Brussels, 7 September 2012 – The “Northern Vitality”, a 15-year-old containership owned by German company “Norddeutsche Vermögen Holding GmbH & Co” and chartered by Swiss company MSC, will be heading next week for the shipbreaking beach of Alang in India unless German authorities step in to halt its illegal export. Hazardous materials such as asbestos, refrigerants, oil residues, sludge and heavy metals are bound to be onboard the “Northern Vitality”, either in its structure or in electronic equipment, paints and the ship’s stores. Under European waste law it is illegal to export an end-of-life ship containing toxic materials to India.
“We expect Germany to enforce existing export bans on hazardous waste trafficking to developing countries”, said Ingvild Jenssen, Director of the NGO Shipbreaking Platform, a global coalition of human rights, labour rights and environmental organisations. “German authorities have a clear legal obligation to stop the “Northern Vitality” from leaving the port of Wilhelmshaven in Lower Saxony.”
Yesterday the NGO Shipbreaking Platform alerted the Lower Saxony Ministry of Transport as well as Environmental Affairs of this imminent breach of European and German law. The Platform will closely be following up this case and already welcomes that the German authorities have taken initial steps to ensure that the European Waste Shipment Regulation is enforced.
The “Northern Vitality” was sold last week by its German owner to the famous shipbroker GMS, along with its sister ships: the “Northern Dignity” currently located in Singapore, and the “Northern Felicity” anchored in Dubai. GMS’s business is to buy ships at end-of-life and resell them to the South Asian shipbreaking yards. The economic and financial crisis is causing more ships to be sent for breaking. It is expected that 2012 will be a record year for the shipbreaking yards of South Asia.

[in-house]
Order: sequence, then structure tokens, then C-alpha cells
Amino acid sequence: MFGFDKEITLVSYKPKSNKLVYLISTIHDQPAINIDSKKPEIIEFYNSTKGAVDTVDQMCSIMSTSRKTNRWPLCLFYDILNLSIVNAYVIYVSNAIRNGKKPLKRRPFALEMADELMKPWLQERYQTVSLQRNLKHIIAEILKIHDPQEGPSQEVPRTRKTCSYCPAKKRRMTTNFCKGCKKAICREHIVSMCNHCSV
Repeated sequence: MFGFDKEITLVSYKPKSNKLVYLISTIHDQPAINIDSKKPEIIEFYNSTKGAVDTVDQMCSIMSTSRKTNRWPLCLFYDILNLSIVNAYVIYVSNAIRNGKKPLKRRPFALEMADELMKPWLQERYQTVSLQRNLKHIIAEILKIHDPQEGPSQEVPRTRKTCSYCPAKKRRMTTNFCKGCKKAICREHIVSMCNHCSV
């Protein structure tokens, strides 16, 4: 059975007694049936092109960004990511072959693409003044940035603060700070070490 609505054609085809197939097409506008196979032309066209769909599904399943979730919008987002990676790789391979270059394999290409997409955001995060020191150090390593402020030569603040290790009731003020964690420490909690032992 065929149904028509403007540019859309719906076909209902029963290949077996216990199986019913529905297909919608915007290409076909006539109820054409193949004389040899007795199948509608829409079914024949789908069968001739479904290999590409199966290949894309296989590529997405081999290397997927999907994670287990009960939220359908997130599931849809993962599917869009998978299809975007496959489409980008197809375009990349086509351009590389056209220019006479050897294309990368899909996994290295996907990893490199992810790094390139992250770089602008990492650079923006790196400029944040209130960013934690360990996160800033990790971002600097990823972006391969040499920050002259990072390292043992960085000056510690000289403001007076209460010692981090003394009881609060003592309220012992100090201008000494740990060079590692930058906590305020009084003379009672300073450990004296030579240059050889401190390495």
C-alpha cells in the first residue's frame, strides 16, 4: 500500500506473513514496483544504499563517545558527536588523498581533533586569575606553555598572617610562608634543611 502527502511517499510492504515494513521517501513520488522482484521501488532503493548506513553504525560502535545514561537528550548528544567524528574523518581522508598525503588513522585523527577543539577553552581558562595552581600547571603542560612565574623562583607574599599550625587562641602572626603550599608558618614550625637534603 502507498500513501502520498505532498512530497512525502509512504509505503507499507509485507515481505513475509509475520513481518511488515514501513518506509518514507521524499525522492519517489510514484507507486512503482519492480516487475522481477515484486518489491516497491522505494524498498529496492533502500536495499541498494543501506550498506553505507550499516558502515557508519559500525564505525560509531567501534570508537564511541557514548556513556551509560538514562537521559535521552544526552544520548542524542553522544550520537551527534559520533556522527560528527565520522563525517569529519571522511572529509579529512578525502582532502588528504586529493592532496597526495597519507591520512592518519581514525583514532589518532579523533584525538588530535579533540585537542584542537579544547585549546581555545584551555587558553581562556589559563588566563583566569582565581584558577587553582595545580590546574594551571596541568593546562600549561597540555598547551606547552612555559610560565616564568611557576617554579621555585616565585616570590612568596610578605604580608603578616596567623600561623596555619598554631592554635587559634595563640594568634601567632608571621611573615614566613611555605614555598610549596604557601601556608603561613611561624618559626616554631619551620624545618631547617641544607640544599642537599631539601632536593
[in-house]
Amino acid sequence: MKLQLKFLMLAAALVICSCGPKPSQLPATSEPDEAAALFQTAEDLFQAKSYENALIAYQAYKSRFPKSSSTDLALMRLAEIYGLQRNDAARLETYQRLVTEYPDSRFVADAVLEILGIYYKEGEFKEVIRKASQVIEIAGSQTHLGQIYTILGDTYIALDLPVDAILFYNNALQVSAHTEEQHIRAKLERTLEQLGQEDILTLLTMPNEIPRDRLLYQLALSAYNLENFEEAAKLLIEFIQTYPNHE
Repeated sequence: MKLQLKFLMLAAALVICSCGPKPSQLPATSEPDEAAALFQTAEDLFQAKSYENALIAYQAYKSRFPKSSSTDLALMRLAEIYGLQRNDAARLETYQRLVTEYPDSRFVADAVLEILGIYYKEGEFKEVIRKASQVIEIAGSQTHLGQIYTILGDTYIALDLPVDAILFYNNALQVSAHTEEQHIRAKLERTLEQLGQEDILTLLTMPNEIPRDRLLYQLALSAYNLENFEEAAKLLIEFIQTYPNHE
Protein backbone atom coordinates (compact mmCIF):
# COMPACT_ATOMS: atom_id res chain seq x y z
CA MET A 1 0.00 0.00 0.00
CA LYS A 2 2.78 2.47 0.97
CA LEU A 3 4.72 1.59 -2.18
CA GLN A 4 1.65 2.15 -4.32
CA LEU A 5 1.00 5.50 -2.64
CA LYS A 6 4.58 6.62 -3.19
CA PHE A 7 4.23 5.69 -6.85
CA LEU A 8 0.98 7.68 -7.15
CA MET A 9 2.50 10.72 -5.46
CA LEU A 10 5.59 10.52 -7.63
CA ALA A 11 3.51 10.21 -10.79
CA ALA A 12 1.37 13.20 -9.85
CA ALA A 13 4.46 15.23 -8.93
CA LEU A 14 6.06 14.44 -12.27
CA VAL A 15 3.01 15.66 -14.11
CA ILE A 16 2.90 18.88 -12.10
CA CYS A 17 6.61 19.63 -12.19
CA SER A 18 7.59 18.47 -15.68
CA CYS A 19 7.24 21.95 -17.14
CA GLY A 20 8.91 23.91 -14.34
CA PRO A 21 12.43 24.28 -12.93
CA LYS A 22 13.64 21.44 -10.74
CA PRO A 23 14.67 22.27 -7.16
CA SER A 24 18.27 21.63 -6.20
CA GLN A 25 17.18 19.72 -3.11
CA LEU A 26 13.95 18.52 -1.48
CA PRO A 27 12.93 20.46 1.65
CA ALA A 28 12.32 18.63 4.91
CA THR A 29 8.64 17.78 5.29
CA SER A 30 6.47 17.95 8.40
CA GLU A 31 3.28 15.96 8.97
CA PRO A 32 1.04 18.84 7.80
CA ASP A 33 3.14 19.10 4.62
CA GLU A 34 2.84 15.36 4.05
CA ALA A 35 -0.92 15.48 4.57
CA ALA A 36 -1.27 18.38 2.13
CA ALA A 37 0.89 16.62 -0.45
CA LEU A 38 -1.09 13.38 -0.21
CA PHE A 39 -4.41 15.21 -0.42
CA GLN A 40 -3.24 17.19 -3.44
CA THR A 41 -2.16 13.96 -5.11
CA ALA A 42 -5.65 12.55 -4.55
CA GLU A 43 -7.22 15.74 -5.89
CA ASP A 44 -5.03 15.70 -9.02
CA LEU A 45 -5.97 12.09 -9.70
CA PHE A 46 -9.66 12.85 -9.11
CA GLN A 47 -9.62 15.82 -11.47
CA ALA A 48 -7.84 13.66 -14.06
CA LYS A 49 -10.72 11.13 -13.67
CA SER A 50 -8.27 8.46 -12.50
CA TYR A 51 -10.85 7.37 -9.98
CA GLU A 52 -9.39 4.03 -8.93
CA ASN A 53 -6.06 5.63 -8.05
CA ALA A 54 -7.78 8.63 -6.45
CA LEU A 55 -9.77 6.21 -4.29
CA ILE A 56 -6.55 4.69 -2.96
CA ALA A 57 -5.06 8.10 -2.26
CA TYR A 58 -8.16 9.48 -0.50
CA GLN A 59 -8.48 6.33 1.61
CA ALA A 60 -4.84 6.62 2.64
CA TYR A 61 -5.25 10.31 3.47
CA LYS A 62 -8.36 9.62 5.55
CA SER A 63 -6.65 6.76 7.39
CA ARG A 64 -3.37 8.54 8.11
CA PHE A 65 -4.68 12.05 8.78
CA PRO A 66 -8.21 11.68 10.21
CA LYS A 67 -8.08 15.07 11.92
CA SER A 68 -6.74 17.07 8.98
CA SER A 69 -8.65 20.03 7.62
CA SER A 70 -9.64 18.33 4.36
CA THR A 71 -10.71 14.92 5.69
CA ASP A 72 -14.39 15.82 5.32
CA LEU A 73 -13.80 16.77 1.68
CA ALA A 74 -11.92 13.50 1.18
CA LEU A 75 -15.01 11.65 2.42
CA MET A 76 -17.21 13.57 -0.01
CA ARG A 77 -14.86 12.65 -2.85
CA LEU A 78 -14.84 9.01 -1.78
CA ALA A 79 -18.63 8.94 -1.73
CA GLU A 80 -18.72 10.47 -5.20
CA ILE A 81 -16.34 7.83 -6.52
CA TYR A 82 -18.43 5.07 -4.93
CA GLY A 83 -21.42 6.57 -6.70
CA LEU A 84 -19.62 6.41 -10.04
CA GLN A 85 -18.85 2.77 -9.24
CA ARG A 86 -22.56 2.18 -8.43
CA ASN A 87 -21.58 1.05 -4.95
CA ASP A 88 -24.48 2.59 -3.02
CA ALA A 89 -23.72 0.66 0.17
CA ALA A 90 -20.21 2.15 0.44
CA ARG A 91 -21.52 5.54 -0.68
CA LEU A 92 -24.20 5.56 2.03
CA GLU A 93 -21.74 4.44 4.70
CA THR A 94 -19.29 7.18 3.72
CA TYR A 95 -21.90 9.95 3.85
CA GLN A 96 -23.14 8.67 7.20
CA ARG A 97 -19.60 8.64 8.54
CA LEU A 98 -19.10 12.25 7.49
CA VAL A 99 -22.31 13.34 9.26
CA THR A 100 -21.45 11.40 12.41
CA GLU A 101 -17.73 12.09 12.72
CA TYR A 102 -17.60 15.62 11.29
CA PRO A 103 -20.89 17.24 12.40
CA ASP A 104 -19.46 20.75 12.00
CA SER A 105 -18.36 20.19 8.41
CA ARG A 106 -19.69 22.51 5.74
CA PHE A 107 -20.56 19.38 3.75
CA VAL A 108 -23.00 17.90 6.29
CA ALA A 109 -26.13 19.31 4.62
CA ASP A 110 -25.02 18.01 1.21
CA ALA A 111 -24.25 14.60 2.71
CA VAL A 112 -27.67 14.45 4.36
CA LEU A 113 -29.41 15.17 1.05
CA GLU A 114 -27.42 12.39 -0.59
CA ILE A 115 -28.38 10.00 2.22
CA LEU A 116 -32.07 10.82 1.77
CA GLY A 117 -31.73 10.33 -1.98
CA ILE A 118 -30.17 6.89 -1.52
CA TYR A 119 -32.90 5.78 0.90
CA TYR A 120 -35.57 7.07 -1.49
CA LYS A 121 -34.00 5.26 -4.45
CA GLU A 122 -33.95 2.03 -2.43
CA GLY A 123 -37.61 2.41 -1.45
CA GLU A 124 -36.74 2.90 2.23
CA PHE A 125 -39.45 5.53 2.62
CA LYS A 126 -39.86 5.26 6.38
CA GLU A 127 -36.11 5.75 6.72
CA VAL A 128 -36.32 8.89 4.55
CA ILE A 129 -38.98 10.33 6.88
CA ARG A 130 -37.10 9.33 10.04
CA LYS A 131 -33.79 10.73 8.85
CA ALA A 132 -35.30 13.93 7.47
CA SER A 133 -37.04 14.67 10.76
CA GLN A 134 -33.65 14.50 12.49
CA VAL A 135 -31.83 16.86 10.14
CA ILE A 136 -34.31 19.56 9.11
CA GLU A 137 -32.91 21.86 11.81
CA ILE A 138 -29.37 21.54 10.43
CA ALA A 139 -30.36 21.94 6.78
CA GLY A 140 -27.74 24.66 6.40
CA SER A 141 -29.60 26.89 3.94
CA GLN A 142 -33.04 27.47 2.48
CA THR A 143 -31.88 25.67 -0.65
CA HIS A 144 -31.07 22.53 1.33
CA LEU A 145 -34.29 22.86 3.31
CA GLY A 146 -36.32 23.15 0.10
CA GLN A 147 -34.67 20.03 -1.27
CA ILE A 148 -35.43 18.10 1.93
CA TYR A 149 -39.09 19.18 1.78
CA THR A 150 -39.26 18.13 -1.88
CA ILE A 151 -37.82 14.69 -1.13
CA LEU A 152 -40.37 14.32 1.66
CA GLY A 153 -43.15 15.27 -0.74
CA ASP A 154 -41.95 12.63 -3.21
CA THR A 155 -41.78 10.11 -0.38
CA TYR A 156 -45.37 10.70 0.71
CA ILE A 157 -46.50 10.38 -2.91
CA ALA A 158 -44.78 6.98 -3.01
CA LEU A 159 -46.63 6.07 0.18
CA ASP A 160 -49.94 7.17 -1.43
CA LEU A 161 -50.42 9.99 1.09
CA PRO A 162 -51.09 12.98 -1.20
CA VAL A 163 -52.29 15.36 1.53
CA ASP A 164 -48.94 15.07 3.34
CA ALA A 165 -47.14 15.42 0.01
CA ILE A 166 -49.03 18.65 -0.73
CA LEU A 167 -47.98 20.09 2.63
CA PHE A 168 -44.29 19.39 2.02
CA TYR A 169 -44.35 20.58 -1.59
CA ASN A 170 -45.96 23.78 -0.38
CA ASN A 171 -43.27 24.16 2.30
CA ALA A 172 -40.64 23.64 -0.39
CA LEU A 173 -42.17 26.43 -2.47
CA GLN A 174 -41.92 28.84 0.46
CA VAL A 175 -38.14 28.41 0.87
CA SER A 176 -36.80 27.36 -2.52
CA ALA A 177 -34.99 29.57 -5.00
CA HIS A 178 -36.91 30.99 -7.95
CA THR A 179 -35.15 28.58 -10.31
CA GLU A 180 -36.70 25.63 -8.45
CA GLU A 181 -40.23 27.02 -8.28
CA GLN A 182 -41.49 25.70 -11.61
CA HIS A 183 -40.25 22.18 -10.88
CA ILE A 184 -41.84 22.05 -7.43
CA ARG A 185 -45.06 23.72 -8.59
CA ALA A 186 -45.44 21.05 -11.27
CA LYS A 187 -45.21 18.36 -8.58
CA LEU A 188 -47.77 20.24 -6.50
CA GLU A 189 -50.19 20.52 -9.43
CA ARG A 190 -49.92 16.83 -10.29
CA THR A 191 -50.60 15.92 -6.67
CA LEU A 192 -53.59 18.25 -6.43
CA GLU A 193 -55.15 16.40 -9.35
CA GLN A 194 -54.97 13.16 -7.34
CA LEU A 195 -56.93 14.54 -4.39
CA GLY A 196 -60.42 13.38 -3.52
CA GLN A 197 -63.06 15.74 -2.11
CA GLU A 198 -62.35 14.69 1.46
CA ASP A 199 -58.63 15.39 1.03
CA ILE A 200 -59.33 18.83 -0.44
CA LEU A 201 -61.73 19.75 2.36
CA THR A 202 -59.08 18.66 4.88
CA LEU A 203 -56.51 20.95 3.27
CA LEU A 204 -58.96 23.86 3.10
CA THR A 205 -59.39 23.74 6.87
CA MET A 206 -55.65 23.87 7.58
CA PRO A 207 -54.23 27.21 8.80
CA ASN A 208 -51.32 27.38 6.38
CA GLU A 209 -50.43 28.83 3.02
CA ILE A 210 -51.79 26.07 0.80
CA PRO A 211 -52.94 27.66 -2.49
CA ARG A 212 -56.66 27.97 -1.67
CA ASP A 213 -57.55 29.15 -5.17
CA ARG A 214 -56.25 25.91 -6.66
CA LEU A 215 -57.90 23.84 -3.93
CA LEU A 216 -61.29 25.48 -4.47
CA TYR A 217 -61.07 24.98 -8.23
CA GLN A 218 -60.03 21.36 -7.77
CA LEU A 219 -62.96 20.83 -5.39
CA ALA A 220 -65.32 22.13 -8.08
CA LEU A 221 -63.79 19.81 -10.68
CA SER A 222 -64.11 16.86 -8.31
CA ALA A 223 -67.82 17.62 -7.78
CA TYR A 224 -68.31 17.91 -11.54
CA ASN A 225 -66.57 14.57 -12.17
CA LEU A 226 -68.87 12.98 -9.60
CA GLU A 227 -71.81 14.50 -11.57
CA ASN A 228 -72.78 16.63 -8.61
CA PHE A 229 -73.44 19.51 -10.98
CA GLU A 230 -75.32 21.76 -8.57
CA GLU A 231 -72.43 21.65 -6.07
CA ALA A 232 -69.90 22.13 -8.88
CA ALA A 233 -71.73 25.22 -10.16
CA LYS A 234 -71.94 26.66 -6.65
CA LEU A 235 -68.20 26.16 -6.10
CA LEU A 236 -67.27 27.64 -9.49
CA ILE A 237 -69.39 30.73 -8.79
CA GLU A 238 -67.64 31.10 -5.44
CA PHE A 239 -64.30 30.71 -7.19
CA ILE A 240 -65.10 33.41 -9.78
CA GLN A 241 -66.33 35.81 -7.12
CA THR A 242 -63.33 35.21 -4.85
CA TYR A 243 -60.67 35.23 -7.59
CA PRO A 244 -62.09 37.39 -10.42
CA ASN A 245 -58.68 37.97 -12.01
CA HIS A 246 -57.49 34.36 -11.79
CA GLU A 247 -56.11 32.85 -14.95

On the Indian beach of Alang, hundreds of ships are broken every year and their steel recycled. Little or no care is given to the proper handling of the many hazardous wastes such as asbestos, refrigerants and heavy metals trapped within the ships’ structure, electrical equipment and in operational wastes. Once the ships are laid up on the tidal beach, hundreds of untrained and unprotected workers will dismantle them at the risk of being exposed to cancer due to inhalation of asbestos fibers and toxic fumes, or to fatal accidents caused by gas leaks, explosions, the falling from heights or being crushed by heavy steel plates. Hazardous debris and waste are released into the marine environment, burnt on-site or dumped in surrounding areas. More than 100 km of the coastal zone on both sides of the Alang shipbreaking yards is polluted.
On 30 July 2012, India made it clear that the “Exxon Valdez”, a ship famous for the oil pollution it caused in Alaska in 1989, and which was sold for demolition in May 2012, would be the last toxic ship to be allowed into Indian waters. The Indian Supreme Court directed the government to ensure a clean and pollution free marine environment. Hazardous materials thus need to be removed from the vessels prior to entering Indian waters for dismantling purposes.
“India simply cannot tolerate that steel is recycled from ships at such a high cost for the workers and the environment,” said Ritwick Dutta, an Indian lawyer from Legal Initiative on Forest and Environment (LIFE). “European ship owners let Indians bear the cost of dealing with the toxic waste contained in their ships, but the Supreme Court has stated over and over again that this is illegal.”
Legal Initiative for Forest and Environment (LIFE)
Tel: 0091 1149536656